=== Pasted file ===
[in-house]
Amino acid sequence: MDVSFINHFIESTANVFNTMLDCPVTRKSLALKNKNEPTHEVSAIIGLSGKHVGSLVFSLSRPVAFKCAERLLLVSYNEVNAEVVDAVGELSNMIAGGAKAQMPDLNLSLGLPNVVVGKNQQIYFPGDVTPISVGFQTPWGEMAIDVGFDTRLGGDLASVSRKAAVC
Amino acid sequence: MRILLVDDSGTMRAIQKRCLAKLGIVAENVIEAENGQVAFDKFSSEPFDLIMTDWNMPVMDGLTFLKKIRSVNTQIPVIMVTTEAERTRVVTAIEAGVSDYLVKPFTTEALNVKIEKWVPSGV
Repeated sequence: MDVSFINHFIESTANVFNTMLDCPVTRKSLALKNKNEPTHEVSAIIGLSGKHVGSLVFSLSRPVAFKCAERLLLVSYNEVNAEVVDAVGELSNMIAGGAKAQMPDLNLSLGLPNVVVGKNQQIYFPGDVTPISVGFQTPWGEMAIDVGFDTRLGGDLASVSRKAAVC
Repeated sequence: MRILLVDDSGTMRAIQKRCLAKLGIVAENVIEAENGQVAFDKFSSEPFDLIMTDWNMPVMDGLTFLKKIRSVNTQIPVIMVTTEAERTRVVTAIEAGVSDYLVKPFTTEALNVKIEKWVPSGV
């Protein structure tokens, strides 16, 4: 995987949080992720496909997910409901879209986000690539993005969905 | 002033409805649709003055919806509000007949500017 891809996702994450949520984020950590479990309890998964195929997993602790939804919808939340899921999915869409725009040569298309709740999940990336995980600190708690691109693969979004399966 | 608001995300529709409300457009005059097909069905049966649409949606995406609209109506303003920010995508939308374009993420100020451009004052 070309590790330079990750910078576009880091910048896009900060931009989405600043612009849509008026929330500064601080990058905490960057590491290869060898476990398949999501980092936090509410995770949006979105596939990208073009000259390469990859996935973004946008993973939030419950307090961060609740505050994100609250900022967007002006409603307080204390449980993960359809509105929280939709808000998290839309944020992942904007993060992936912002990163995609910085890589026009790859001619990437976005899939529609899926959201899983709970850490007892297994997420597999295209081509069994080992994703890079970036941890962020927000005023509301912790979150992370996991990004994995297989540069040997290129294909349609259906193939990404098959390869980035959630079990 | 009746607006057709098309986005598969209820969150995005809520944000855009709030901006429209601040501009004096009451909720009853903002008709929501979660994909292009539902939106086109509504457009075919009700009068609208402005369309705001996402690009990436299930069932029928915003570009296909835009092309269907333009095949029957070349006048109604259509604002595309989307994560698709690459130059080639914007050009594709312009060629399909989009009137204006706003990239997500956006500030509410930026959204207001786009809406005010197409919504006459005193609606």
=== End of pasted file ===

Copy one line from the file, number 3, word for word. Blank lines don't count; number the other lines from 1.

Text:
Amino acid sequence: MRILLVDDSGTMRAIQKRCLAKLGIVAENVIEAENGQVAFDKFSSEPFDLIMTDWNMPVMDGLTFLKKIRSVNTQIPVIMVTTEAERTRVVTAIEAGVSDYLVKPFTTEALNVKIEKWVPSGV